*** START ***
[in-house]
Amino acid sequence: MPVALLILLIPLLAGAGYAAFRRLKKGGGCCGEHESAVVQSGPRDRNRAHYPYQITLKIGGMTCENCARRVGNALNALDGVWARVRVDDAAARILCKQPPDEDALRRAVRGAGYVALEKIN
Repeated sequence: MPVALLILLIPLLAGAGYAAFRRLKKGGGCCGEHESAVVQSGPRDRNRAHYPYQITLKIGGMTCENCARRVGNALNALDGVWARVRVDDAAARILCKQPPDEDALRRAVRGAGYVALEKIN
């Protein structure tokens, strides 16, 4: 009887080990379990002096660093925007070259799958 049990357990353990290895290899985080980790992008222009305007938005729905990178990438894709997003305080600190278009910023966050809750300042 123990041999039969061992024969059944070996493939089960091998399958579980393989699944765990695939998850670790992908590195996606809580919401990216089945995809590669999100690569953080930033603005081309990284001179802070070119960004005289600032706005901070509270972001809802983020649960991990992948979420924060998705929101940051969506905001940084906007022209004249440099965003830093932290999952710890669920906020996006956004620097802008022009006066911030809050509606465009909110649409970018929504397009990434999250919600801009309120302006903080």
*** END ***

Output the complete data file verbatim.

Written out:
[in-house]
Amino acid sequence: MPVALLILLIPLLAGAGYAAFRRLKKGGGCCGEHESAVVQSGPRDRNRAHYPYQITLKIGGMTCENCARRVGNALNALDGVWARVRVDDAAARILCKQPPDEDALRRAVRGAGYVALEKIN
Repeated sequence: MPVALLILLIPLLAGAGYAAFRRLKKGGGCCGEHESAVVQSGPRDRNRAHYPYQITLKIGGMTCENCARRVGNALNALDGVWARVRVDDAAARILCKQPPDEDALRRAVRGAGYVALEKIN
């Protein structure tokens, strides 16, 4: 009887080990379990002096660093925007070259799958 049990357990353990290895290899985080980790992008222009305007938005729905990178990438894709997003305080600190278009910023966050809750300042 123990041999039969061992024969059944070996493939089960091998399958579980393989699944765990695939998850670790992908590195996606809580919401990216089945995809590669999100690569953080930033603005081309990284001179802070070119960004005289600032706005901070509270972001809802983020649960991990992948979420924060998705929101940051969506905001940084906007022209004249440099965003830093932290999952710890669920906020996006956004620097802008022009006066911030809050509606465009909110649409970018929504397009990434999250919600801009309120302006903080």